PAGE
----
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Comment: Create licensed data frequencies (Score 1) 293

by greenlead (#48664353) Attached to: Hotel Group Asks FCC For Permission To Block Some Outside Wi-Fi
I'd like to see the FCC set aside a block of frequency spectrum for commercial data use, just as they already do for LMR. The frequencies should be in the GHZ range and would need a massive amount of separation from the consumer unlicensed spectrum to discourages hijacking by modifying consumer APs. Lower frequencies would be allocated to users who need to cover a larger geographic area. They would purchase an annual license from the FCC for a frequency, which would be programmed into the access point. The business would provide USB WNICs to each of its authorized users with the frequencies programmed in. Cell phone companies would protest this, as currently the only solution for wireless connectivity at the municipal level is to pay cell phone companies for service.

Comment: Re: Fire all the officers? (Score 1) 515

by greenlead (#48590093) Attached to: Once Again, Baltimore Police Arrest a Person For Recording Them
If you have that attitude, you'll be walked over every time. Police are taught to be aggressive and assertive so that they remain firmly in control of a situation. Bad guys are professional liars and completely unreasonable. They aren't students in a college class in a polite debate; they are real humans who don't want to go to jail no matter what.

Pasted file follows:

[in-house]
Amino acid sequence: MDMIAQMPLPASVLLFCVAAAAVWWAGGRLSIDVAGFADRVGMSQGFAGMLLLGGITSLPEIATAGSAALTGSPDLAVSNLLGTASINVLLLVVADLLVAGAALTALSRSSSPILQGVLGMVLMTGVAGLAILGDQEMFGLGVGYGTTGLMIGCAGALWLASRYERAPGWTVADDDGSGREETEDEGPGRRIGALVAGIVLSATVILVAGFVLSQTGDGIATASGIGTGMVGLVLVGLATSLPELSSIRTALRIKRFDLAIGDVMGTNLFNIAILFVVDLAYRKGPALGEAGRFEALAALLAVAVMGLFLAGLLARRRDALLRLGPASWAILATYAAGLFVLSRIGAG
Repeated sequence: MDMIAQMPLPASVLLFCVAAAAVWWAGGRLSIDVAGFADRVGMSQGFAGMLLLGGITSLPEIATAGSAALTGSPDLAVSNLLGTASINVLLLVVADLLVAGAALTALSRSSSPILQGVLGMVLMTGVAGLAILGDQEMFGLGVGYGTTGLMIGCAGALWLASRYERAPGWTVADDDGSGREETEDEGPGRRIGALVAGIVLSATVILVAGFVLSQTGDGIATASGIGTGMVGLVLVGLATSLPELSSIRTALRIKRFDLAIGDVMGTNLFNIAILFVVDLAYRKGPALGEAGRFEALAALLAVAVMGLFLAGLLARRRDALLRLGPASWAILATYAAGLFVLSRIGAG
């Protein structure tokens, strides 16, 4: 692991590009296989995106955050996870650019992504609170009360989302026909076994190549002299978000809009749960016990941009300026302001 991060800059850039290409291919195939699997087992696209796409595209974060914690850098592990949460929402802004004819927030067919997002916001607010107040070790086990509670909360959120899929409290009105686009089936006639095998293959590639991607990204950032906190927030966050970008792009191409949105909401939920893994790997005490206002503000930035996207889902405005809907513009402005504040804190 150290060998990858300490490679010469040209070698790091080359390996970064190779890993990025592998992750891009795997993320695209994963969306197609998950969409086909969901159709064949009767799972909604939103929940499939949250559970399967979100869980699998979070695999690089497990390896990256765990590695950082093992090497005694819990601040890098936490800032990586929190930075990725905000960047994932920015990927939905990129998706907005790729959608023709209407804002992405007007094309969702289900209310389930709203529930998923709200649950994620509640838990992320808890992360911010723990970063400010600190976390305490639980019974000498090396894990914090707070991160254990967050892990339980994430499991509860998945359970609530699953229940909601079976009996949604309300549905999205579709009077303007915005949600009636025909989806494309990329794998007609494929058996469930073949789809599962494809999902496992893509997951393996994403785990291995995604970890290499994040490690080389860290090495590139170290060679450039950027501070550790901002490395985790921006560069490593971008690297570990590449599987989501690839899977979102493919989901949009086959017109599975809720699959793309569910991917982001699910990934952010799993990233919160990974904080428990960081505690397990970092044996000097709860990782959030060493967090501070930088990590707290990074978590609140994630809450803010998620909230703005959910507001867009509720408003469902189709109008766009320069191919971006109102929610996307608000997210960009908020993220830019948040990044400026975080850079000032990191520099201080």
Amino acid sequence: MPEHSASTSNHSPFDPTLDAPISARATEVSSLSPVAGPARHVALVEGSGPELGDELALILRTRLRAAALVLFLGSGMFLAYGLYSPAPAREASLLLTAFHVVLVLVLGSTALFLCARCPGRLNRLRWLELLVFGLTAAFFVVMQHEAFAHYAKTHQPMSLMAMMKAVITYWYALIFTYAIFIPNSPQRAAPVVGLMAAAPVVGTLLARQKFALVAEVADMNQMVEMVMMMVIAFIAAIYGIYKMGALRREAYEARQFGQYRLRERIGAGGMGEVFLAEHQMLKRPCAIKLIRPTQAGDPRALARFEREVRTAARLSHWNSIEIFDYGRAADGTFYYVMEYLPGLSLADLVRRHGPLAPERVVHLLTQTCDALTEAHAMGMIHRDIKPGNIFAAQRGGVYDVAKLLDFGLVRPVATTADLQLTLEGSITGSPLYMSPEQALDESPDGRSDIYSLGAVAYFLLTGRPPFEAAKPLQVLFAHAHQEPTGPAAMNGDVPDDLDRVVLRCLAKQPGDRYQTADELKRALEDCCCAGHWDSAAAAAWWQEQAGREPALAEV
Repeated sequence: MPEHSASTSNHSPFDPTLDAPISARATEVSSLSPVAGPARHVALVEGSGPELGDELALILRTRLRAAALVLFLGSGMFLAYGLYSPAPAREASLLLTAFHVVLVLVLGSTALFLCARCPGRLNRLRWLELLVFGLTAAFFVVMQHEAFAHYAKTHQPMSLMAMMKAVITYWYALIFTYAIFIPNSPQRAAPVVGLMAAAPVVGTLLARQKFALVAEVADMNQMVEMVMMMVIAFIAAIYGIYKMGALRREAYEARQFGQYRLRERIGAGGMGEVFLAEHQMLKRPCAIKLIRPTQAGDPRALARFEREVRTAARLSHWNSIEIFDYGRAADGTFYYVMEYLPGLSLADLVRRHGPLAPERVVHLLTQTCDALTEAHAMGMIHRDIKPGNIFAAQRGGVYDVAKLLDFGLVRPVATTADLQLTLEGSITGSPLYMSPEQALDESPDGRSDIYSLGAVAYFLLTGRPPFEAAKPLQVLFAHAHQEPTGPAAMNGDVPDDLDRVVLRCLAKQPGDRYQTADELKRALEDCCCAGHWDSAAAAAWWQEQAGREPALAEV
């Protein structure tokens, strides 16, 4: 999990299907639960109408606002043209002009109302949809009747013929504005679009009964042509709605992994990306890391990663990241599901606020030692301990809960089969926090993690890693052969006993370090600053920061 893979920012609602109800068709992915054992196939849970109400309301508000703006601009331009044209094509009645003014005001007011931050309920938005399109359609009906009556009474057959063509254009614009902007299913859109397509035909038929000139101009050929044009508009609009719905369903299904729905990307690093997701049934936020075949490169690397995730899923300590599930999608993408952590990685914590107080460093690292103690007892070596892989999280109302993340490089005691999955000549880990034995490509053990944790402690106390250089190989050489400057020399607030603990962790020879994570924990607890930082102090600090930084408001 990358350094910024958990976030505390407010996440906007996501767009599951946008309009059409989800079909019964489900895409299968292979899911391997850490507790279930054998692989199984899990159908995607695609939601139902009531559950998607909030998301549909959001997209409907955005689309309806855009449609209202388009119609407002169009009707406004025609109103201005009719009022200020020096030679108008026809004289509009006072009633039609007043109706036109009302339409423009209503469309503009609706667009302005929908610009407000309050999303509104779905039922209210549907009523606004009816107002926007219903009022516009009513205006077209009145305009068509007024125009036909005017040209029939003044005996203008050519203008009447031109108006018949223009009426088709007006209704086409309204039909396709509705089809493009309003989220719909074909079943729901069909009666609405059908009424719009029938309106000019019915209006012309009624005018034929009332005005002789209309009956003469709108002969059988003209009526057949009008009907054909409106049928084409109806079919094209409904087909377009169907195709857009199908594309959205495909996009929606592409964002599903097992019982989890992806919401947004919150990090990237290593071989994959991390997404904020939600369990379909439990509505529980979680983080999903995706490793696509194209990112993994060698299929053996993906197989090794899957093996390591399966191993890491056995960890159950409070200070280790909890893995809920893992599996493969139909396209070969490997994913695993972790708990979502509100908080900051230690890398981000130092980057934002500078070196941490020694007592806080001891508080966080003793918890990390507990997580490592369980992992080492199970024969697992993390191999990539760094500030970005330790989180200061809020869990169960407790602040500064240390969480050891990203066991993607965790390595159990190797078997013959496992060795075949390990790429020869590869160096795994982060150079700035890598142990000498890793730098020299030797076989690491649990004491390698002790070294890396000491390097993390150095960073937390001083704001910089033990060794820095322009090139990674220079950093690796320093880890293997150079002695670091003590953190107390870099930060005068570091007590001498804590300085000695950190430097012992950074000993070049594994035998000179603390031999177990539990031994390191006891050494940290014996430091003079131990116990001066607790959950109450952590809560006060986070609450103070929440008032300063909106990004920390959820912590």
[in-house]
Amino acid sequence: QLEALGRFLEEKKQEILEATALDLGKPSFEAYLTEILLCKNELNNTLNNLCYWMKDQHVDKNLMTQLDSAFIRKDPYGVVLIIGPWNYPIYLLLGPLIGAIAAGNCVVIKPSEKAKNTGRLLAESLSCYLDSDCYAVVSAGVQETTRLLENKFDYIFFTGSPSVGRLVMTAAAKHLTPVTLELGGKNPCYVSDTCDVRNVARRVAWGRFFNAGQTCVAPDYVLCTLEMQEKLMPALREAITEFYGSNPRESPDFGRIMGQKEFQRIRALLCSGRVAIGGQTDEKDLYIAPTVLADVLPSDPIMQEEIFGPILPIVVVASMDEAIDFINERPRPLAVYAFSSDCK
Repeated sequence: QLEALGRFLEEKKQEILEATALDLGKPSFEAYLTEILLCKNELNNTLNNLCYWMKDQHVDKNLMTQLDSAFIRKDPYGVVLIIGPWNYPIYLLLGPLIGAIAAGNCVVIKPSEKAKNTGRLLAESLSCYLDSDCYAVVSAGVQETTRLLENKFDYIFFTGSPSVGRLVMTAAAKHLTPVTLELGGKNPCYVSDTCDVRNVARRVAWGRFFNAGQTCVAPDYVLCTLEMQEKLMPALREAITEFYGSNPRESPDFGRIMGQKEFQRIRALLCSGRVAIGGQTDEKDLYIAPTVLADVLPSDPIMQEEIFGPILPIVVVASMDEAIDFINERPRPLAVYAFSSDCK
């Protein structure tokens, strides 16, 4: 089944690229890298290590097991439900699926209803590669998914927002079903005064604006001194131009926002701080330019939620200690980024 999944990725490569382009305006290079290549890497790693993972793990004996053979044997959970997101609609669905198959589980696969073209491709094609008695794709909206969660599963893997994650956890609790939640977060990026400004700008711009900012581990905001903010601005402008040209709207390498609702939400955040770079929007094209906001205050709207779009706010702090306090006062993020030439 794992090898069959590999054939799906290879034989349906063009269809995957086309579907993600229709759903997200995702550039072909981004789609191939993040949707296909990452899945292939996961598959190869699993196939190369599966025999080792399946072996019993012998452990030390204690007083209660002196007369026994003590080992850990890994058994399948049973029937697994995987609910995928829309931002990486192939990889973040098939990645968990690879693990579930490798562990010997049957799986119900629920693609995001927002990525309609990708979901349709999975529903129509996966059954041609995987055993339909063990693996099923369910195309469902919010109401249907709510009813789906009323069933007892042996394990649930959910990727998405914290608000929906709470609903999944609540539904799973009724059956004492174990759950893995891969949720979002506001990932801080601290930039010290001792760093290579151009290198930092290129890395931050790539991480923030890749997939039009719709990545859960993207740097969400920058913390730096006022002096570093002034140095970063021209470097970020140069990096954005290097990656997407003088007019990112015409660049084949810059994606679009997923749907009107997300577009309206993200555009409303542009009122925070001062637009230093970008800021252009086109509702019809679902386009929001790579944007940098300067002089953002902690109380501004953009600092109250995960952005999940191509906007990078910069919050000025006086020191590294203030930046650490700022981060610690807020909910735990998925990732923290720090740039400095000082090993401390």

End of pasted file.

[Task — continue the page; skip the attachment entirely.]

Comment: Re:Consider pilots and radios (Score 1) 262

by greenlead (#43602613) Attached to: Siri's Creator Challenges Texting-While-Driving Study

It's all about priorities: AVIATE, Navigate, Communicate.

Pilots and others with some level of emergency services / high stress career training know how to prioritize.

We need to increase standards to receive driver's licenses in America, and drill Aviate, Navigate, Communicate into their heads, and actually expose them to high-stress driving.

Speech-to-Text at its current level of development will absolutely make matters WORSE. Texting while driving makes drivers more stressed because of frustration: what's in my mind is not appearing on the screen and that means I have to try two or more times to get the message to show up correctly. This greatly increases my level of stress while driving, which is why I don't do it.

When I'm driving, if I feel like I am becoming stressed, I remove all distractions: the radio is turned off, the girlfriend has learned to be quiet, and I concentrate on the road. I wish everyone would behave this way.

Comment: Use a Dock? (Score 1) 170

by greenlead (#42511513) Attached to: Kingston Introduces 1TB Flash Drive
Couldn't I just take a desktop SSD along in a dock with USB and eSATA ports and be happier at lower costs? I guess maybe I'd pay about as much, but I probably don't need ALL of that capacity as flash. Maybe a hybrid drive would be good. Lots of data on platters, and the project I'm currently working on cached in flash.

Comment: Re:narrow it down? (Score 1) 88

by greenlead (#42511451) Attached to: Library of Congress Offers Update On Huge Twitter Archive Project